When the switch is first moved to position 1 (at = 0), the current is zero and it eventually rises to IV/R, where R is the total resistance of the circuit. The opposition of the inductor L is greatest at the beginning, because the amount of change is greatest. The opposition it poses is in the form of an induced emf, which decreases to zero as the current approaches its final value. The opposing emf is proportional to the amount of change left. This is the hallmark of an exponential behavior, and it can be shown with calculus that

I(1 − et/τ)       (turning on),

is the current in an RL circuit when switched on (Note the similarity to the exponential behavior of the voltage on a charging capacitor). The initial current is zero and approaches IV/R with a characteristic time constantτ for an RL circuit, given by

[latex]\tau =\frac{L}{R}\\[/latex],

where τ has units of seconds, since 1 H = 1 Ω·s. In the first period of time τ, the current rises from zero to 0.632 I0, since I0(1 − e−1) = I(1 − 0.368) = 0.632 I0. The current will go 0.632 of the remainder in the next time τ. A well-known property of the exponential is that the final value is never exactly reached, but 0.632 of the remainder to that value is achieved in every characteristic time τ. In just a few multiples of the time τ, the final value is very nearly achieved, as the graph in Figure 1(b) illustrates.

The characteristic time τ depends on only two factors, the inductance L and the resistance R. The greater the inductance L, the greater τ is, which makes sense since a large inductance is very effective in opposing change. The smaller the resistance R, the greater τ is. Again this makes sense, since a small resistance means a large final current and a greater change to get there. In both cases—large L and small R —more energy is stored in the inductor and more time is required to get it in and out.

When the switch in Figure 1(a) is moved to position 2 and cuts the battery out of the circuit, the current drops because of energy dissipation by the resistor. But this is also not instantaneous, since the inductor opposes the decrease in current by inducing an emf in the same direction as the battery that drove the current. Furthermore, there is a certain amount of energy,[latex]\left(\text{1/2}\right){{LI}_{0}}^{2}\\[/latex], stored in the inductor, and it is dissipated at a finite rate. As the current approaches zero, the rate of decrease slows, since the energy dissipation rate is I2R. Once again the behavior is exponential, and I is found to be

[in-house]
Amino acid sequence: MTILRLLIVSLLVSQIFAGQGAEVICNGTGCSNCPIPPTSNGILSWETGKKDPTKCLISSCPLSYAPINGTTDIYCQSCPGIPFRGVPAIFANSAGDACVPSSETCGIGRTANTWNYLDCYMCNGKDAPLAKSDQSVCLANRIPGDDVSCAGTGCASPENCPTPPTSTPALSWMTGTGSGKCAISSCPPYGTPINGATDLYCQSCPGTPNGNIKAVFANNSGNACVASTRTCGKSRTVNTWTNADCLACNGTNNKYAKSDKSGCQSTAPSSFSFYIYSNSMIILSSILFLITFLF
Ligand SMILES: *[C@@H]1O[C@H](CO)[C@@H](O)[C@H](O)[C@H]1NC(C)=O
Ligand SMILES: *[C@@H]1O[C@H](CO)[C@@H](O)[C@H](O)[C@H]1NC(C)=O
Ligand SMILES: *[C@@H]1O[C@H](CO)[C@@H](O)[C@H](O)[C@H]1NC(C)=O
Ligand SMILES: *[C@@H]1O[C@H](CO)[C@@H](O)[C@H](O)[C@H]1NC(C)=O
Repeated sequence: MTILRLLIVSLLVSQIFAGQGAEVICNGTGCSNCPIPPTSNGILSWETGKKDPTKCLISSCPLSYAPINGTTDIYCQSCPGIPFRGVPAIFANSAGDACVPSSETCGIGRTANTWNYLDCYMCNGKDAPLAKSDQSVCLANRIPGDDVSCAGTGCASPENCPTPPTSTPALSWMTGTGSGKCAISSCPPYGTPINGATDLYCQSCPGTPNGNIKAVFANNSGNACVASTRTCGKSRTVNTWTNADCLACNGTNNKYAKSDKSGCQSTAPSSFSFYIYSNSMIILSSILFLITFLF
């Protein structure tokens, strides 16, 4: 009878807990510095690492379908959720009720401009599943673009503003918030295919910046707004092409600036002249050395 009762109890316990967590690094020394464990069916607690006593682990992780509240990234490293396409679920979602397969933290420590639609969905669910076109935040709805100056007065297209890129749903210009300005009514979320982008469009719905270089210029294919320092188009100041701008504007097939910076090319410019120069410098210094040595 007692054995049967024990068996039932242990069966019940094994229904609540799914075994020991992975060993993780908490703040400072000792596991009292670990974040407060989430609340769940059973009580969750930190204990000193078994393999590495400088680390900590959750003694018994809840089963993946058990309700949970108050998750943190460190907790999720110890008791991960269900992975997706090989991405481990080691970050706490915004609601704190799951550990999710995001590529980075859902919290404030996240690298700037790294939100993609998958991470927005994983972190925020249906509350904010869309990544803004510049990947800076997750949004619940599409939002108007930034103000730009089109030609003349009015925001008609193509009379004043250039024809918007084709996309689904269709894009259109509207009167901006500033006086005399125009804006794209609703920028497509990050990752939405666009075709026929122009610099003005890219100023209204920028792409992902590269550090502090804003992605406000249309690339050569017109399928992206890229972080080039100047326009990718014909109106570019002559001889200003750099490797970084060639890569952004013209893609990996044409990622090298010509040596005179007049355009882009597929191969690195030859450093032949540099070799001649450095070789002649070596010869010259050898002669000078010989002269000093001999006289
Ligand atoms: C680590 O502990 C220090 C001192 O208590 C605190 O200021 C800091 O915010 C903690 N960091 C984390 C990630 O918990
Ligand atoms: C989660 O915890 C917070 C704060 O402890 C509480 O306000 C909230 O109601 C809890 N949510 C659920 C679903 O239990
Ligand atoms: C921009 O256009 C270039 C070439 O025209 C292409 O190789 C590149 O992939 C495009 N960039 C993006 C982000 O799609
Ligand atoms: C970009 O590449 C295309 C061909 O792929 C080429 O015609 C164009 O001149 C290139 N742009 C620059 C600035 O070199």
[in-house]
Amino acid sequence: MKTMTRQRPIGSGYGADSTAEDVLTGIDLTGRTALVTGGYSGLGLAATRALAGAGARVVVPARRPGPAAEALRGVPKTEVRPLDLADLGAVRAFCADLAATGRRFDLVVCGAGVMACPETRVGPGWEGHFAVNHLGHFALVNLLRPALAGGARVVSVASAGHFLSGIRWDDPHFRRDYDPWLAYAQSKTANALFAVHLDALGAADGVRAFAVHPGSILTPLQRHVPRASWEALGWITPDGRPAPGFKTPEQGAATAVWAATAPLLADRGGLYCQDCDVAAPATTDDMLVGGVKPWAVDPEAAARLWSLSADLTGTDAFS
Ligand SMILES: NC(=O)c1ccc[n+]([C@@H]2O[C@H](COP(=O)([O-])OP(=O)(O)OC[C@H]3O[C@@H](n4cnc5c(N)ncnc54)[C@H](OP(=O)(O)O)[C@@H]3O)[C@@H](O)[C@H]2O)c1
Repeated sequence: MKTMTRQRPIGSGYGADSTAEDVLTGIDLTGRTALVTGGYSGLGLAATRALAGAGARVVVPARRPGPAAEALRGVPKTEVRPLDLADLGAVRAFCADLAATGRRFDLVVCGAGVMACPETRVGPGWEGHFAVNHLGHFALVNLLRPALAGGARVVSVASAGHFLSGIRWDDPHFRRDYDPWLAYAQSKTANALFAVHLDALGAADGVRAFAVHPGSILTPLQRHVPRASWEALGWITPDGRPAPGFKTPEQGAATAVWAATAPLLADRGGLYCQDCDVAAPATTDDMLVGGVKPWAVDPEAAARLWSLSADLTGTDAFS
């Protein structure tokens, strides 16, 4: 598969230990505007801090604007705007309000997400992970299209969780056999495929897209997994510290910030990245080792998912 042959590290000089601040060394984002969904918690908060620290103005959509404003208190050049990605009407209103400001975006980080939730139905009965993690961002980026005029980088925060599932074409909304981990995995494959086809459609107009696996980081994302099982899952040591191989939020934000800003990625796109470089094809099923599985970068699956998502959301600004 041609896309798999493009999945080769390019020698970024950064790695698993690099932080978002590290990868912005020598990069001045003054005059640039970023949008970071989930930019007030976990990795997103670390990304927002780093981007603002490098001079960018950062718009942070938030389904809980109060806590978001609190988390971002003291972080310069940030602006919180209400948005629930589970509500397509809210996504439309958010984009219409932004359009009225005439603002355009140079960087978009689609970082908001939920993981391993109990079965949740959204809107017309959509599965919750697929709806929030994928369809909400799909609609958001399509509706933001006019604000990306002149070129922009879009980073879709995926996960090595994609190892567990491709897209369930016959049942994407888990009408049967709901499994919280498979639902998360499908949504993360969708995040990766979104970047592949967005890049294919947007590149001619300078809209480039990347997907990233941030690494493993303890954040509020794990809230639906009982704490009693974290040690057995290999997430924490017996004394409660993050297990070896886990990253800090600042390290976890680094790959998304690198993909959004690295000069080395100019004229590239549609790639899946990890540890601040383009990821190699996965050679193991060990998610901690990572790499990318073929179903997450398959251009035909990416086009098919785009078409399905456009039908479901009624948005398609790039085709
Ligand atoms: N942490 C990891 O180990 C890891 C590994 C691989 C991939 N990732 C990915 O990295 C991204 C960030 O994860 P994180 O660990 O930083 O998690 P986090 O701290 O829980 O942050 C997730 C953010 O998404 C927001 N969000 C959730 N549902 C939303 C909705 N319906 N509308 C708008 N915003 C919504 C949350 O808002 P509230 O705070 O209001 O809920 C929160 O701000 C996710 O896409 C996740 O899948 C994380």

I0et/τ          (turning off).

(See Figure 1(c).) In the first period of time τ L/R after the switch is closed, the current falls to 0.368 of its initial value, since I0e−1 = 0.368 I0. In each successive time τ, the current falls to 0.368 of the preceding value, and in a few multiples of τ, the current becomes very close to zero, as seen in the graph in Figure 1(c).

Example 1. Calculating Characteristic Time and Current in an RL Circuit

(a) What is the characteristic time constant for a 7.50 mH inductor in series with a 3.00 Ω resistor? (b) Find the current 5.00 ms after the switch is moved to position 2 to disconnect the battery, if it is initially 10.0 A.

Strategy for (a)

The time constant for an RL circuit is defined by τ L/R.

Solution for (a)

Entering known values into the expression for τ given in τ L/R yields

[latex]\tau =\frac{L}{R}=\frac{7.50 \text{ mH}}{3.00\text{ }\Omega}=2.50 \text{ ms}\\[/latex].

Discussion for (a)

This is a small but definitely finite time. The coil will be very close to its full current in about ten time constants, or about 25 ms.

Strategy for (b)

We can find the current by using I0et/τ, or by considering the decline in steps. Since the time is twice the characteristic time, we consider the process in steps.

Solution for (b)

In the first 2.50 ms, the current declines to 0.368 of its initial value, which is

[latex]\begin{array}{lll}I& =& 0.368\text{ }I_{0}=\left(0.368\right)\left(10.0 \text{ A}\right)\\ & =& 3.68 \text{ A at }t=2.50\text{ ms}\end{array}\\[/latex].

After another 2.50 ms, or a total of 5.00 ms, the current declines to 0.368 of the value just found. That is,